Let’s listen now to a clip from the programme that catches the end of an Advent hymn that centres on St John the Baptist and his message to make way for Christ through repentance:

Hymn: On Jordan’s bank
Fr John:  Advent’s a call to repentance.
This is expressed by the look of church interiors.
I want to take you with me in mind and spirit to the beautiful village of Horsted Keynes where I’m parish priest. There from the village green I want you to walk down Church Lane and then up towards tour Norman Church with its noble spire. Come with me through the ancient porch to pass with me, in your mind, through the glazed doors to a further ascent in mind and heart through sight of its high Norman arches that lift your eyes to the altar.St Giles is no ordinary village church for its proportions are lavish. As William the Conqueror's retinue swept up from Hastings they made a mark on Sussex visible a thousand years on. The Church in Horsted Keynes has kept the Advent season for half the Christian era.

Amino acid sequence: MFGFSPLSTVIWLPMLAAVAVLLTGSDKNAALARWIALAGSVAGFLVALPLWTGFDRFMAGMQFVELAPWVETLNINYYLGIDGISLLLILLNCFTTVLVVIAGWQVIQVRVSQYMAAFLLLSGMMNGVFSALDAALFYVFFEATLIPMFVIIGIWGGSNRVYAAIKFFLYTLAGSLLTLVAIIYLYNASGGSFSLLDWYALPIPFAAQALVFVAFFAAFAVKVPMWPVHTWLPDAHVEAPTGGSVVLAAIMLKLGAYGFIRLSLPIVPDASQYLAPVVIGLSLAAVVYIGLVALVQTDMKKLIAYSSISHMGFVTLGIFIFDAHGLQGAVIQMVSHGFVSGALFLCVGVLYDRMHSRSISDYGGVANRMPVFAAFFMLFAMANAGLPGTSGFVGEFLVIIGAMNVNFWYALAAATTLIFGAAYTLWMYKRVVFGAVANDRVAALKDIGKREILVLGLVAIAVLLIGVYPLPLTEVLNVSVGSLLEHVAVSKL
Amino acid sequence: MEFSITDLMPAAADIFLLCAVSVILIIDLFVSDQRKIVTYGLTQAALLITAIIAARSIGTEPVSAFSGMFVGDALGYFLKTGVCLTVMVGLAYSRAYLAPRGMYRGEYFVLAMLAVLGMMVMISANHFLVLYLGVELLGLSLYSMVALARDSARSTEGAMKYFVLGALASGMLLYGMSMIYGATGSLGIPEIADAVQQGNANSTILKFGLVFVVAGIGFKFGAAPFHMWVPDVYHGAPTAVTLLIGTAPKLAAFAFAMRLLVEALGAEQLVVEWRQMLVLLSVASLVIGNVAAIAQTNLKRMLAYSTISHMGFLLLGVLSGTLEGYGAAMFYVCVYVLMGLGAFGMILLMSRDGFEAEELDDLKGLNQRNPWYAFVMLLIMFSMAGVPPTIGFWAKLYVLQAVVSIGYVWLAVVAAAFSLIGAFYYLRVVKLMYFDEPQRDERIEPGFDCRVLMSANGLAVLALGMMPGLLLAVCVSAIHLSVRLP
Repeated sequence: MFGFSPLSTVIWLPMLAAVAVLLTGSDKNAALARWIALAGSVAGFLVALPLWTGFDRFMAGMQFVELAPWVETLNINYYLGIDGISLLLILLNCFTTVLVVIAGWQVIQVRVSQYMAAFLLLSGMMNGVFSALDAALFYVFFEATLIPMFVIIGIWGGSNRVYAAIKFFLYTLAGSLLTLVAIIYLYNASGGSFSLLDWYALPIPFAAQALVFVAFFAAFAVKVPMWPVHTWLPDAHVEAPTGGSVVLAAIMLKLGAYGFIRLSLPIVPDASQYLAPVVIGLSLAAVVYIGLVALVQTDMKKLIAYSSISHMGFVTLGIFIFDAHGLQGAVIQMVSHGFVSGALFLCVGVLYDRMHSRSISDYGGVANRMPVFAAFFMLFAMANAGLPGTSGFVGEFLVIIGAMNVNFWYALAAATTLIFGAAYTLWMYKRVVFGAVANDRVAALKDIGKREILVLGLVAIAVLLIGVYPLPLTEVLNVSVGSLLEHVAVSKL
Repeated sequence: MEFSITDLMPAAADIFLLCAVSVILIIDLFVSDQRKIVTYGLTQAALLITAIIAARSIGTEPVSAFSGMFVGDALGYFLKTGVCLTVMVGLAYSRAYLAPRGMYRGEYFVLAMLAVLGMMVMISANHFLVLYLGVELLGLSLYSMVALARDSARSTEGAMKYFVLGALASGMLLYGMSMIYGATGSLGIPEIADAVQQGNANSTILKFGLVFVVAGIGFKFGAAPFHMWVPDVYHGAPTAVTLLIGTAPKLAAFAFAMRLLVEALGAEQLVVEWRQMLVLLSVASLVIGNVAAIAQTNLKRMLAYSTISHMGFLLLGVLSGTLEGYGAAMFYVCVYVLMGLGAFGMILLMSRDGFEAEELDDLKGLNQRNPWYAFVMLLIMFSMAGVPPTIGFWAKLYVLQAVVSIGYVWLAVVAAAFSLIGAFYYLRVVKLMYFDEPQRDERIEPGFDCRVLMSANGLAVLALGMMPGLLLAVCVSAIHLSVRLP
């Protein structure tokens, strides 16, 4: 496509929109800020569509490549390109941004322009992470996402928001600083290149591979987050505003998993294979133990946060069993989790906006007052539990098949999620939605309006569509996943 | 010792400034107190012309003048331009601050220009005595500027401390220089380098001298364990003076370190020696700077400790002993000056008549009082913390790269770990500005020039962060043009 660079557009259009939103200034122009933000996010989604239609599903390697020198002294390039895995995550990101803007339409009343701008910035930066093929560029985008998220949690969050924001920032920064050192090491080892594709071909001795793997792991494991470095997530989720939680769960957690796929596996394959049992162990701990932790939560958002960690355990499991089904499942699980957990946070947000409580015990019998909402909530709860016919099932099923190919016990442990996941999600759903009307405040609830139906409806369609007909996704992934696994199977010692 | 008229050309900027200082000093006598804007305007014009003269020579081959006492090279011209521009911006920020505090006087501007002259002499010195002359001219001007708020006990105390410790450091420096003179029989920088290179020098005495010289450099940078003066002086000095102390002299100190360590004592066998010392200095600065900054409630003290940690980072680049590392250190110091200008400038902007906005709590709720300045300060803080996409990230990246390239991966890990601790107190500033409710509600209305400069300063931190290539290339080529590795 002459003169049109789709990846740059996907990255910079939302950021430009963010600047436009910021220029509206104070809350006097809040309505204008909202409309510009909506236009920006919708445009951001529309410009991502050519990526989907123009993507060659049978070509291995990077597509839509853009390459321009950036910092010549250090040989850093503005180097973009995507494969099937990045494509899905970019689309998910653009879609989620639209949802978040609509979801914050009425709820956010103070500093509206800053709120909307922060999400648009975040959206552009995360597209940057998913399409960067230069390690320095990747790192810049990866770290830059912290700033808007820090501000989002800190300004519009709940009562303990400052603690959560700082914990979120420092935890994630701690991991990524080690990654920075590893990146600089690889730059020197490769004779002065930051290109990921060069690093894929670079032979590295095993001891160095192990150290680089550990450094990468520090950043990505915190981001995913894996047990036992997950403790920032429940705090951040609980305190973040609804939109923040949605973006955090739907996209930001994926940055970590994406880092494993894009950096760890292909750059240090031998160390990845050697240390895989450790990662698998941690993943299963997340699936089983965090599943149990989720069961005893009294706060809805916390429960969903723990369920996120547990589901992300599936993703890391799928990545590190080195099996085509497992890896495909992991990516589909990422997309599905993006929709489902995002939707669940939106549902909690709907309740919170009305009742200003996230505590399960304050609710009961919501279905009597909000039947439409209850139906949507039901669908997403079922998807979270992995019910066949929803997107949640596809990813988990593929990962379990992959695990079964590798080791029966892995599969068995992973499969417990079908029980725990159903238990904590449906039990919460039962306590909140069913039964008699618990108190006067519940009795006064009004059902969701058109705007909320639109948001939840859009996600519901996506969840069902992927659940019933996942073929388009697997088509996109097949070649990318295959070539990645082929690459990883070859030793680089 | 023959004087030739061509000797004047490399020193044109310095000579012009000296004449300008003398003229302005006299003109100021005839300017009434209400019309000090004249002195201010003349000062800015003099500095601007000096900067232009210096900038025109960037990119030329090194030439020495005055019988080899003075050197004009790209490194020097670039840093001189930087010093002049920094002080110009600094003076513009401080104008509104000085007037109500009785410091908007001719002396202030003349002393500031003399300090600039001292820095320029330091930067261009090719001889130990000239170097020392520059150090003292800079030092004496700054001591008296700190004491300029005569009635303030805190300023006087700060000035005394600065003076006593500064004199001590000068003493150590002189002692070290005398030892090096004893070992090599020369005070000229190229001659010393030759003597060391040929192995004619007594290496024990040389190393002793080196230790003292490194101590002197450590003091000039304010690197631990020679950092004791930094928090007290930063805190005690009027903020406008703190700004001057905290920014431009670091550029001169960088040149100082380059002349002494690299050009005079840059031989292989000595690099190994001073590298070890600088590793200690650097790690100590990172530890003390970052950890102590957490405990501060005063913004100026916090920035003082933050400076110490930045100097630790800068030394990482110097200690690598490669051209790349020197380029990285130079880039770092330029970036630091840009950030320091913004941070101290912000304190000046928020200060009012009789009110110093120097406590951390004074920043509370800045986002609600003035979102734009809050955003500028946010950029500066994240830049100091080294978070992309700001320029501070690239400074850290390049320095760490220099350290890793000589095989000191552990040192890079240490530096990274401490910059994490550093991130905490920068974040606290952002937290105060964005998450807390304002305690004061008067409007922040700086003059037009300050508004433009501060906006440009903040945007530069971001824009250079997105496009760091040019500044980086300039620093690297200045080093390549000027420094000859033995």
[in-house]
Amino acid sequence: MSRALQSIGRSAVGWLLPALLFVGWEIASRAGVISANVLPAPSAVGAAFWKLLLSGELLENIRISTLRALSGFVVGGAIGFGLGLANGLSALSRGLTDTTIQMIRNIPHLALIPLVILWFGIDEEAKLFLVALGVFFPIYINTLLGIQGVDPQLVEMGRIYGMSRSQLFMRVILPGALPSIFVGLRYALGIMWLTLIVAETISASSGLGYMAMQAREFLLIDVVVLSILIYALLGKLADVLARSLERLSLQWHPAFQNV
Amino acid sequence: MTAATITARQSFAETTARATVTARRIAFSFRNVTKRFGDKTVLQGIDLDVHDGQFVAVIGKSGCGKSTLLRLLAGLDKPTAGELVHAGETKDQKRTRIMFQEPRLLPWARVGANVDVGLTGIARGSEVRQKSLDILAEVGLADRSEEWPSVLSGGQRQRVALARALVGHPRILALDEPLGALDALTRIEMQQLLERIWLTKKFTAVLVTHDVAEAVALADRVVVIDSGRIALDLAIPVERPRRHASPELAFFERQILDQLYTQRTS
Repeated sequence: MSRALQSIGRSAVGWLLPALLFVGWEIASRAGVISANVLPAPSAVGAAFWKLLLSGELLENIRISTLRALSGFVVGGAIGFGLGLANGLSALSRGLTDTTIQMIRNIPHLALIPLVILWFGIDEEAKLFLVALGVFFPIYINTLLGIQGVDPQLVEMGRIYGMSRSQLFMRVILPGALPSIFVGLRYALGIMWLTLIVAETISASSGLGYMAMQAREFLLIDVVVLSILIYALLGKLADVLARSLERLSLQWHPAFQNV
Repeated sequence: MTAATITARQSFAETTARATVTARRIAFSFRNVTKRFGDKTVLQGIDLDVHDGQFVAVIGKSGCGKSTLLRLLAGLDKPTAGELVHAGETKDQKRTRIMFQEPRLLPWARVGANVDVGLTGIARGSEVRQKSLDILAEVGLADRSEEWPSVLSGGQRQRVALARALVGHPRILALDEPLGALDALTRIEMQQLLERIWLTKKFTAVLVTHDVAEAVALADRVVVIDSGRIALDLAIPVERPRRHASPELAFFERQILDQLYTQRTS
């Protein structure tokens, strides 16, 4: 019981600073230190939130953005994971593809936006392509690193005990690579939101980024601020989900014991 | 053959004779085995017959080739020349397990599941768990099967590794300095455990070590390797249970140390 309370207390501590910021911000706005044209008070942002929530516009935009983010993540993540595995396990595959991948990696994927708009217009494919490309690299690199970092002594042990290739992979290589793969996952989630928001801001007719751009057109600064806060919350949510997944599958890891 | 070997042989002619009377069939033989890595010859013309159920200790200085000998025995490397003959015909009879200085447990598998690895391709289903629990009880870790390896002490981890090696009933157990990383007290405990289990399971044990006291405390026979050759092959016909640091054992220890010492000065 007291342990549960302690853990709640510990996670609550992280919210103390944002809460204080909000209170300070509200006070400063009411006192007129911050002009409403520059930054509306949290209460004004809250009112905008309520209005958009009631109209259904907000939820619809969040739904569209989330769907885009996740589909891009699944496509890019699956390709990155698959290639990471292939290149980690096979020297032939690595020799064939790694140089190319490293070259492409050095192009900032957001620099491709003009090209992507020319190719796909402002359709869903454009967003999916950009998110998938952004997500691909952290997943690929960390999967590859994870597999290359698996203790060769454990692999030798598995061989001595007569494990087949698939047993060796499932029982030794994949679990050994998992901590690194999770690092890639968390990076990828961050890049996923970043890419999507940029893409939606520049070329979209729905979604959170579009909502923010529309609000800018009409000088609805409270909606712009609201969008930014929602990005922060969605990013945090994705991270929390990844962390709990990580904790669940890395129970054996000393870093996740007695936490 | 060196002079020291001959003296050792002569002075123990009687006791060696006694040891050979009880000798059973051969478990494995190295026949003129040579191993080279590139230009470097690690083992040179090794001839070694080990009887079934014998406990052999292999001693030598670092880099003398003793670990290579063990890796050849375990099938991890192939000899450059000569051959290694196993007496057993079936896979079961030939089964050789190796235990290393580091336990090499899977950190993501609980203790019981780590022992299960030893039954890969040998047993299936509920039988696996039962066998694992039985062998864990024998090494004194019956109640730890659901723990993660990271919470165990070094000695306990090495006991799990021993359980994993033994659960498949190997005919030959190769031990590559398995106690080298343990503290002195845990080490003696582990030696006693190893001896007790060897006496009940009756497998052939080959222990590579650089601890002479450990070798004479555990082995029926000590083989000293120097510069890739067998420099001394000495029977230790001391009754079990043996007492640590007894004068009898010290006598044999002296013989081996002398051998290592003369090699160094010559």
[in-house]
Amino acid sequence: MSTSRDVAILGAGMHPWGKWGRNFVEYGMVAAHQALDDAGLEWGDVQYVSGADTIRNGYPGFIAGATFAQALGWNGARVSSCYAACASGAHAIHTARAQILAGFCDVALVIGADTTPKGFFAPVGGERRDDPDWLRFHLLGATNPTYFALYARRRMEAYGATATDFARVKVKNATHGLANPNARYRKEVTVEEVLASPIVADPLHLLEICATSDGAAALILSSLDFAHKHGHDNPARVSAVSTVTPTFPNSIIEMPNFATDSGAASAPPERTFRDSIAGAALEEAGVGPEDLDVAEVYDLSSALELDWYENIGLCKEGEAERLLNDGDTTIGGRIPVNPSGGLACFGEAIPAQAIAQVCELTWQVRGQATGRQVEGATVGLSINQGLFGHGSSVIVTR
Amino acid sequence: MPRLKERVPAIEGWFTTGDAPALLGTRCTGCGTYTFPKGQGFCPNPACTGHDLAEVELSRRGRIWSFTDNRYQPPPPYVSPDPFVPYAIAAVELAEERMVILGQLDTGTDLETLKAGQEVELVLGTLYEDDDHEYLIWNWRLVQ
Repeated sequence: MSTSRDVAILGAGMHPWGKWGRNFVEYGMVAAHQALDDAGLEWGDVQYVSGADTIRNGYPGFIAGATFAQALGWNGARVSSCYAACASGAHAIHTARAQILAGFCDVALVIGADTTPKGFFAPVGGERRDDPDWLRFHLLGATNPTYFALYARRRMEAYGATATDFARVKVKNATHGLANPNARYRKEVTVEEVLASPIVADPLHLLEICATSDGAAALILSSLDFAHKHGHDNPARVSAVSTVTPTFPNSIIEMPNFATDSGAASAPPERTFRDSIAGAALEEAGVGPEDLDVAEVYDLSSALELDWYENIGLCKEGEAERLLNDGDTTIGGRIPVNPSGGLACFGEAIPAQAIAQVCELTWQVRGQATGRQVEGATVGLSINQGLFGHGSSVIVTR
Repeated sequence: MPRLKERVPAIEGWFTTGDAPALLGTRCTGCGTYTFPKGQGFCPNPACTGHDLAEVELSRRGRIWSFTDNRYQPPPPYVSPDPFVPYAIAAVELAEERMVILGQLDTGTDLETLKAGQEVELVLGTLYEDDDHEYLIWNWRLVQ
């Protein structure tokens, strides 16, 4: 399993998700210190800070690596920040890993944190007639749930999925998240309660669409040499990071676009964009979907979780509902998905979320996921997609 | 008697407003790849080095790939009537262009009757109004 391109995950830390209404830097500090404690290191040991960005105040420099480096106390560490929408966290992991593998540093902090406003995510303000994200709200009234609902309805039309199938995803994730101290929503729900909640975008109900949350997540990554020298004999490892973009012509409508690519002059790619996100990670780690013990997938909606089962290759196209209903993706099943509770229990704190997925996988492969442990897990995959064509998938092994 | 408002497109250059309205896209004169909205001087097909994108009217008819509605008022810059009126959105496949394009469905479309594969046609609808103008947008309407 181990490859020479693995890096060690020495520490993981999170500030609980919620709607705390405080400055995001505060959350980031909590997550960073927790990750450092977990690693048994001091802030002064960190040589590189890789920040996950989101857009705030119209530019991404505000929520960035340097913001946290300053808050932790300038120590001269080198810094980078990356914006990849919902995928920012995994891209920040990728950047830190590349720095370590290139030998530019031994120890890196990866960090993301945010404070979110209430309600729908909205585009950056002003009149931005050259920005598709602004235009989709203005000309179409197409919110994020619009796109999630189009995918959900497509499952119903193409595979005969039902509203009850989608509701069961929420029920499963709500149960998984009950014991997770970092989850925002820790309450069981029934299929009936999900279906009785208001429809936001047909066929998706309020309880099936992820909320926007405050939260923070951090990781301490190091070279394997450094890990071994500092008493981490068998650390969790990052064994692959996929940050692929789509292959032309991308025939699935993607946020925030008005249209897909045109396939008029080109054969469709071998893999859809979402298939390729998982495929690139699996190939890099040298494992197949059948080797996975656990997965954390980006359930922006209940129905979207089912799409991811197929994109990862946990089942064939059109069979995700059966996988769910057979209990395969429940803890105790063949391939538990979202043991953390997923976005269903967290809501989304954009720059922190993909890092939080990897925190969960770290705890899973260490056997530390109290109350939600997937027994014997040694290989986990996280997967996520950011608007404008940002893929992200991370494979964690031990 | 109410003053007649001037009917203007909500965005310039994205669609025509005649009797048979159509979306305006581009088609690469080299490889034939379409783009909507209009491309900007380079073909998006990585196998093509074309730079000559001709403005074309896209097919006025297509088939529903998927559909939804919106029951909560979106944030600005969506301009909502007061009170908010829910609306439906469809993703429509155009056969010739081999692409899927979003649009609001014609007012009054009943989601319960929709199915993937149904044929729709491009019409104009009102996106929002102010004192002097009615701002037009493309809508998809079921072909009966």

This doesn’t just happen. It’s the achievement of the sacristans who prepare our beautiful church for worship day by day.
Peter Vince speaks about the penitential season of Advent, about repentance, preparing the crib from around 2min 44sec to 5min 268 on Recorder
Fr John: Let’s listen now to a bible passage we read in Advent that speaks of what it means to repent.
Female voice from Premier staff.
A reading from the letter of St Paul to the Romans, Chapter 13